The Power of Positive Thinking (Moroni 9)

Found on a popular medical website:

"Positive thinking is the practice of focusing on the good in any given situation. It can have a big impact on your physical and mental health. It doesn't mean that you ignore reality or make light of problems. It simply means that you approach the good and the bad in life with the expectation that things will go well.

Some physical benefits of positive thinking may include longer life span, lower blood pressure, lower chance of having a heart attack, greater resistance to illness, better stress management and better pain tolerance. Mental benefits may include more creativity, clearer thinking, greater problem-solving skill, better mood, better coping skills and less depression."

One man in the scriptures who was a master at positive thinking was Joseph, one of the twelve sons of Israel.

In Genesis 39, Joseph finds himself sold into slavery by his own brothers. It would have been easy for him to bemoan his fate and stoke his anger over how unfairly life was treating him and how his own family members had betrayed him. Instead, he focuses on being the best slave he can be and winds up being put in charge of the entire household.

He's Got the Little Tiny Baby in His Hands (Moroni 8)

Written by Brother Jerry Valenti on Wednesday, 30 September 2020. Posted in Scripture Study Hits 385

He's Got the Little Tiny Baby in His Hands (Moroni 8)

A gross error. Solemn mockery before God. Awful wickedness.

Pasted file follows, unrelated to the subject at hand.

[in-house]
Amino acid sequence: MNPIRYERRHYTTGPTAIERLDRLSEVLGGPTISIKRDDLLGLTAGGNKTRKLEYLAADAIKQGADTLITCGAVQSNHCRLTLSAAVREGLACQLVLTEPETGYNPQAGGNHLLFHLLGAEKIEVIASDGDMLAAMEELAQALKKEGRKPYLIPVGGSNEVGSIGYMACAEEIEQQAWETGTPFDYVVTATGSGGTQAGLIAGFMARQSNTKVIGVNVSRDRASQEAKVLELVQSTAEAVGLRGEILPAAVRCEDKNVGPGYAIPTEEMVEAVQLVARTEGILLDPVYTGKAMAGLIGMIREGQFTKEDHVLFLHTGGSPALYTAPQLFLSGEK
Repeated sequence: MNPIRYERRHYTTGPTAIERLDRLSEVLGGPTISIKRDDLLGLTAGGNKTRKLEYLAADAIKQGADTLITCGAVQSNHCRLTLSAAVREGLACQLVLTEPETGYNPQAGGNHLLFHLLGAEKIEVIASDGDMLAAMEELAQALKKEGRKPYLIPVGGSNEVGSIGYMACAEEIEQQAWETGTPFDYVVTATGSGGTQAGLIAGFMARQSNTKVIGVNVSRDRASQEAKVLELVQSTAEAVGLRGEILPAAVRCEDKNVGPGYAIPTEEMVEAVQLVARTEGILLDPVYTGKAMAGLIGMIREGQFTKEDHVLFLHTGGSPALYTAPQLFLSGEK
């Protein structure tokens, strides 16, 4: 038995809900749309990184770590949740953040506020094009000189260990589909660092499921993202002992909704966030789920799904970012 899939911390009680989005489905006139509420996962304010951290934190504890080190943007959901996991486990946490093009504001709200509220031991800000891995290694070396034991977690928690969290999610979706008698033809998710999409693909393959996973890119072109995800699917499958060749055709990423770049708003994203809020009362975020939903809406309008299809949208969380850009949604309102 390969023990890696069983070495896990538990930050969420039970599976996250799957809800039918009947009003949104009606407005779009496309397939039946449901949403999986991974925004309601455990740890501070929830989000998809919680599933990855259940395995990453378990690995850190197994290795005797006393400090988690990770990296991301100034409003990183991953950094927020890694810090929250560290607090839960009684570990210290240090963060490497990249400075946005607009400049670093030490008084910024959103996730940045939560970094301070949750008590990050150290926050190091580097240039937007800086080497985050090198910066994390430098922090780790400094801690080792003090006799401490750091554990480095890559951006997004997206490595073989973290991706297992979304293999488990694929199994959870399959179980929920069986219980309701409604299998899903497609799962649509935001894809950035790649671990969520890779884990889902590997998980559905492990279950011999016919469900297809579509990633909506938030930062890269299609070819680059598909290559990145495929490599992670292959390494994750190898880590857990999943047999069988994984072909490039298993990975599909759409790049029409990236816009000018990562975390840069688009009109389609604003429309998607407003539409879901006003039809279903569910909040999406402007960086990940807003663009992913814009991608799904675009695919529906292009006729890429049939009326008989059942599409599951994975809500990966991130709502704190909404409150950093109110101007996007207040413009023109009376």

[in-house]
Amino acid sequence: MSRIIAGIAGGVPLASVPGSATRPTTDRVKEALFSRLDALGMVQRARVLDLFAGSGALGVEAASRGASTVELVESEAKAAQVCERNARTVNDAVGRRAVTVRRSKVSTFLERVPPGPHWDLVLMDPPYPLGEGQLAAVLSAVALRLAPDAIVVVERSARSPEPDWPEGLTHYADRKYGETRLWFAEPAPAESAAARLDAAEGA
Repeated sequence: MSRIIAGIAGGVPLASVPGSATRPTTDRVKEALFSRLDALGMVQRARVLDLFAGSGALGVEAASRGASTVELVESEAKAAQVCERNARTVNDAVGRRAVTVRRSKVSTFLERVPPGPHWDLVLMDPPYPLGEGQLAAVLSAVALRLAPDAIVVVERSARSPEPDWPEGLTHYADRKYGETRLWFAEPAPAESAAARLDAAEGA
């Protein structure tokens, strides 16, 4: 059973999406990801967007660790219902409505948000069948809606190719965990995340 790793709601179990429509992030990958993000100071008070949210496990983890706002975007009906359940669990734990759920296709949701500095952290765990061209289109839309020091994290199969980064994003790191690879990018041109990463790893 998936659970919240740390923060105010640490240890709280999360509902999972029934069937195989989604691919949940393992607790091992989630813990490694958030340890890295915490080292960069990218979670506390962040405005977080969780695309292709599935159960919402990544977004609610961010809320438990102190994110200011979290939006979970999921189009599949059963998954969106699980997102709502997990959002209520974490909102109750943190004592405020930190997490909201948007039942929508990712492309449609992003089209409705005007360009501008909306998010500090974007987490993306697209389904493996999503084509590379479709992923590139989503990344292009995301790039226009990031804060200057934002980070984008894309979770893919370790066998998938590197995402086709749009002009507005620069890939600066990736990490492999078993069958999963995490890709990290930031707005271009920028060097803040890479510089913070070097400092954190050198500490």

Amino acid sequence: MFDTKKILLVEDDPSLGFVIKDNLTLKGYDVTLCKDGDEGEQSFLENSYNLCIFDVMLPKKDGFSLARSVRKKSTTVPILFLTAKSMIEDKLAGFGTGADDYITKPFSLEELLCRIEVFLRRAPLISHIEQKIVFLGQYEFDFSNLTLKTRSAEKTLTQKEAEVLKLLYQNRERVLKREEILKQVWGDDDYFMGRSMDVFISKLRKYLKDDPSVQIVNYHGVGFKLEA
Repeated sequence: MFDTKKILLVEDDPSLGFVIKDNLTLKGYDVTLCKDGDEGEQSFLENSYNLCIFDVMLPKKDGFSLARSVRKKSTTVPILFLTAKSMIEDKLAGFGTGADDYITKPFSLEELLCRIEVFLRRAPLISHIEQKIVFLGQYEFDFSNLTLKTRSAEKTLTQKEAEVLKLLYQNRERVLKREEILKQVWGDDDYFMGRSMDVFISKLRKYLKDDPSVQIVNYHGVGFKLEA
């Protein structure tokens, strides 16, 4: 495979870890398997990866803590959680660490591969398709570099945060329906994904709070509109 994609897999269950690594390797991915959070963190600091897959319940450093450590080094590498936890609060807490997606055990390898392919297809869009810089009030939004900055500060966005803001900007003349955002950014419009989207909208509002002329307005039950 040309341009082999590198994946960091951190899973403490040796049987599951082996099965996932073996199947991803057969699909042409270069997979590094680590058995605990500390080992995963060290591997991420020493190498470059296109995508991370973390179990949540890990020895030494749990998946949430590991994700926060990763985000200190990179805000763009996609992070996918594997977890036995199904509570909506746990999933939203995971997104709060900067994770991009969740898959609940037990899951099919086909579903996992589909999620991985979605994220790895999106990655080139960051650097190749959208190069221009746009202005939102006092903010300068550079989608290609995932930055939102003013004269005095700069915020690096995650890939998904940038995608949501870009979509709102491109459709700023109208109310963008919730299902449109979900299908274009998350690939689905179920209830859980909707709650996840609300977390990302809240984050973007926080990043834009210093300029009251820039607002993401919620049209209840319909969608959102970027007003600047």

What terrible sin is being described by all of these strongly worded terms? Believe it or not, these terms are used in Moroni 8 to describe the practice of baptizing little children.

Wow, is it really that bad to do this? After all, isn't baptism the way that people become members of the church? What's wrong with getting the children started early? Is there really any harm in this?

Well, let's first make sure that we understand the purpose for baptism. It's not just to become a member of the church. Rather, it's what people do when they are ready to repent of all of their sins and turn their lives over to Christ. Little children cannot do this. As the Lord states in this chapter, "Little children…are not capable of committing sin" and "I came into the world not to call the righteous but the sinners to repentance; the whole need no physician, but they that are sick" (verse 8).

To Judge or Not to Judge (Moroni 7)

Written by Brother Jerry Valenti on Wednesday, 23 September 2020. Posted in Scripture Study Hits 574

To Judge or Not to Judge (Moroni 7)

"Judge not, that ye be not judged" (Matthew 7:1)

 

"My brethren, it is given unto you to judge" (Moroni 7:15)

How do we reconcile the two scriptural statements above? One appears to directly contradict the other.

It's possible that you've heard the above verse from Matthew quoted in various situations. It usually goes something like this:

Follower of Christ: "This type of behavior goes against the Word of God."

Person engaging in said behavior: "The Bible also says, 'Judge not, that ye be not judged'!"

Peter’s Mother-in-law: Healed Right Where She Was

Written by Sister Alena X. Ricci on Thursday, 17 September 2020. Posted in Scripture Study Hits 359

Peter’s Mother-in-law: Healed Right Where She Was

This article is part of Sister Alena X. Ricci's series "Women in the Bible."

As Jesus was making His travels around, He went to Simon Peter’s house, where his mother-in-law was sick with fever.

Luke 4:38 says that “they besought Him for her.”

So Jesus stands over her, rebukes the fever, it leaves, and she gets up to serve them.

This woman gets healed and stands up to work.

With no fuss, no big deal.

She just simply is healed and goes back to work for those in her home.

Now I’m over here like, “Where’s the spectacle? Where’s the crowd? Where’s the big celebration of her healing?”

But that’s the best part of this story and the lesson I found hiding in plain sight: that Jesus’ miracles are wrought daily in our lives.

Let God Out of the Box (Moroni 6)

Written by Brother Jerry Valenti on Wednesday, 16 September 2020. Posted in Scripture Study Hits 326

Let God Out of the Box (Moroni 6)